WASHINGTON -- President Bush tried and failed to fix Social Security's long-term finances with his own party in control of Congress. His determination to keep trying, even as Democrats take over, is fueling speculation that he is ready to meet their price for coming to the bargaining table: dropping his goal of letting workers create private retirement accounts.
While Democrats don't take over the House and Senate until January, already some in both parties are reading tea leaves for signs of administration flexibility, including in recent remarks by Treasury Secretary Henry Paulson and White House Chief of Staff Josh Bolten.
Were the president to drop private accounts and call their bluff, Democrats would be challenged to make good on their professed willingness to help ensure Social Security's solvency.
Both sides acknowledge that a combination of reduced future benefits and higher revenues will be necessary eventually. As more Americans reach retirement age, Social Security will soon bring in fewer revenues from workers' payroll taxes than it sends out in benefit checks to retirees, workers' survivors and the disabled.
For Mr. Bush, private accounts are a way of reducing Social Security's future obligations, and central to his concept of an "ownership society" in which Americans rely less on government.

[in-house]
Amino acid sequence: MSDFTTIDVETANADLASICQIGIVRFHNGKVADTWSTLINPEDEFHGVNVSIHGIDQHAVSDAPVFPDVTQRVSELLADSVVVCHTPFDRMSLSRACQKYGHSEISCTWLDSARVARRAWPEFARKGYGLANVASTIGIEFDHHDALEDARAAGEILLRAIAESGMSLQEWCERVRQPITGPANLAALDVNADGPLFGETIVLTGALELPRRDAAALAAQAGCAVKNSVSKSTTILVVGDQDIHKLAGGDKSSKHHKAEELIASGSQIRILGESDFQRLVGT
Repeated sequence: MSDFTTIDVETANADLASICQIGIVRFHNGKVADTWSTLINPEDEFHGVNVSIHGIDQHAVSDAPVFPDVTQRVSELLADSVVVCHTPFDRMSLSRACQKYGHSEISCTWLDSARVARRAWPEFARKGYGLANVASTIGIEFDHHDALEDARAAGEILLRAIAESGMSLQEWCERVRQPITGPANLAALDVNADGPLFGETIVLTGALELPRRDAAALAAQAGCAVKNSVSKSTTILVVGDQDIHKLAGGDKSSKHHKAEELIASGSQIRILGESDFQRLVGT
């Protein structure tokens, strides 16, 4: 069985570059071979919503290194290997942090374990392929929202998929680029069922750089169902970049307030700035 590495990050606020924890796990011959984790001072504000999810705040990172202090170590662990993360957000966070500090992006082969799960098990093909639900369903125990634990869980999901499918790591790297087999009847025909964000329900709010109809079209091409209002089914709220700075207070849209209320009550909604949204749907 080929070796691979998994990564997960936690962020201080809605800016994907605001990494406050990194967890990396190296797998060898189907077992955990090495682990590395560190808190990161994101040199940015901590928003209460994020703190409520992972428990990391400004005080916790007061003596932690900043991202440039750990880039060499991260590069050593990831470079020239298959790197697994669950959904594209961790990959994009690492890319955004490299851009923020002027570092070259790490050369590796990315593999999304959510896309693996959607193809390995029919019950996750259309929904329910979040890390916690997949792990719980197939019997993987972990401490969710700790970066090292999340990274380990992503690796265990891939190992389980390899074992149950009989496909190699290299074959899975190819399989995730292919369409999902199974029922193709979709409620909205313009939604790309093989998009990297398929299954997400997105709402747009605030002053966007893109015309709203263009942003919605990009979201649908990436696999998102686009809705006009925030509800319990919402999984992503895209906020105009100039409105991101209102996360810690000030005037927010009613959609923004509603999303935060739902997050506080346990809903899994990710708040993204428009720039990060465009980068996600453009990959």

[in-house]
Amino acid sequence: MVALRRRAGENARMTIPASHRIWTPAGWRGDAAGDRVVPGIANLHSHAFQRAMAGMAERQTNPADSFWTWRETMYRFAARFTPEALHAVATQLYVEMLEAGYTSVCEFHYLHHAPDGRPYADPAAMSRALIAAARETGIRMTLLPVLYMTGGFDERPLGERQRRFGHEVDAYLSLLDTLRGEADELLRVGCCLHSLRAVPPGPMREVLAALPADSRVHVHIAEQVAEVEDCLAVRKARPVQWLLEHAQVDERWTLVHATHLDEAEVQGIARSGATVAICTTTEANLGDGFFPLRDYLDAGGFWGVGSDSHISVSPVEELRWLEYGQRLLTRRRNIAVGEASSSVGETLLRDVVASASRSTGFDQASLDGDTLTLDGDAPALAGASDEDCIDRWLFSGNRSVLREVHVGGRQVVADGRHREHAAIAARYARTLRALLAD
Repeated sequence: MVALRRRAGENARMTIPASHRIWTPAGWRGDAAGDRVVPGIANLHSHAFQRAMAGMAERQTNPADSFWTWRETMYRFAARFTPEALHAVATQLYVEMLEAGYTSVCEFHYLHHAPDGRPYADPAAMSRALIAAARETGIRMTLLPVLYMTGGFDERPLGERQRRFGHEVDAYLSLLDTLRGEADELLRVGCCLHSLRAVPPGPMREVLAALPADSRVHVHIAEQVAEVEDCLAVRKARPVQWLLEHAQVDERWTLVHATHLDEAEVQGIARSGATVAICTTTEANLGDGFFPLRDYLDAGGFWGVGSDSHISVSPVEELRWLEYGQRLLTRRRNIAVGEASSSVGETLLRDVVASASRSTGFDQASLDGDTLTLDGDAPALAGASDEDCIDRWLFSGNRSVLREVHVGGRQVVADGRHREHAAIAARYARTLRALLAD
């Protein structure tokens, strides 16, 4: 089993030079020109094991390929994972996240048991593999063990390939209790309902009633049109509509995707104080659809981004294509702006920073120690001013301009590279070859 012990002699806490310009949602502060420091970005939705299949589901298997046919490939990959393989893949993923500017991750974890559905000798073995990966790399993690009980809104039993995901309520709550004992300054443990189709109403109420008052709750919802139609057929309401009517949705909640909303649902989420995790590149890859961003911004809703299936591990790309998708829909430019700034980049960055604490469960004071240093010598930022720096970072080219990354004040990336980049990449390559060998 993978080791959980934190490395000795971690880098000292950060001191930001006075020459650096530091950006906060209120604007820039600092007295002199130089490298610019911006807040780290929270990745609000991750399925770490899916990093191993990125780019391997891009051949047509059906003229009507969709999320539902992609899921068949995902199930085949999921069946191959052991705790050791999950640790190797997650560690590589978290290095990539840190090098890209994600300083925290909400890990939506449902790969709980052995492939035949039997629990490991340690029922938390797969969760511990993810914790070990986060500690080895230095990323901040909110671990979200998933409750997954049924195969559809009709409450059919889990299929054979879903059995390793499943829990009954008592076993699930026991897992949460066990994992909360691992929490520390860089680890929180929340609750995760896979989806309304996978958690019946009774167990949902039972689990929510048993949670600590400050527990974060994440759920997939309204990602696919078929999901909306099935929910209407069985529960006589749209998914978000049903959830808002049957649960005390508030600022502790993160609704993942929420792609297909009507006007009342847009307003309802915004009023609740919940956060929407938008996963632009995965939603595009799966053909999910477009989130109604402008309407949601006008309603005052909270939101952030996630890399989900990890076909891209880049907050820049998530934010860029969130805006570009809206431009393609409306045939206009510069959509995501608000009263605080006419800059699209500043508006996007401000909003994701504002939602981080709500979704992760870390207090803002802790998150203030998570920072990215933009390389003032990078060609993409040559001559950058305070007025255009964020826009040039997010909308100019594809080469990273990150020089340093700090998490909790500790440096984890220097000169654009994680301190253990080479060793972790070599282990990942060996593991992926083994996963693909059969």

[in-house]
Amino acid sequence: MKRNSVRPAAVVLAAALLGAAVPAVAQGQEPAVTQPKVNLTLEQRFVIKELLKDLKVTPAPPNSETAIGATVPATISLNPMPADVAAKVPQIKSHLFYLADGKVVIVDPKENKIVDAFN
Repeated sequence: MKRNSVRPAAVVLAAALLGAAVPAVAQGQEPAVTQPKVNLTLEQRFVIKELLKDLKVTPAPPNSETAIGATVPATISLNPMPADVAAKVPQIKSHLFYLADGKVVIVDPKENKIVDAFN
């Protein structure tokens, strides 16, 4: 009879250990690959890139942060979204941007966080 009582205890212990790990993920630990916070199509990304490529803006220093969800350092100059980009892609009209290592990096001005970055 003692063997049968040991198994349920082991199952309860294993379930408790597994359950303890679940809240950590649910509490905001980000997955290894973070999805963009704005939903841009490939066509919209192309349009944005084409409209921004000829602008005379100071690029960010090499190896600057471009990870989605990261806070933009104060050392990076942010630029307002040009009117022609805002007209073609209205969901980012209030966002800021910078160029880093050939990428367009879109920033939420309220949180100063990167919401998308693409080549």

Democrats, along with the seniors group AARP, oppose personal accounts because they would initially require heavy government borrowing, and could leave future retirees at risk of market downturns.
Except for the Iraq war, perhaps no other issue so tests whether Democrats' capture of Capitol Hill in this month's midterm elections will cause Mr. Bush to alter what has been a largely partisan and uncompromising governing style. At the same time, any compromises cut with the Democratic majority are sure to cost Mr. Bush the support of many Republicans, especially in the House.
Publicly, the White House isn't budging. "Private accounts are part of our proposal and we're interested in having others put things on the table, not taking things off," says administration spokesman Dana Perino.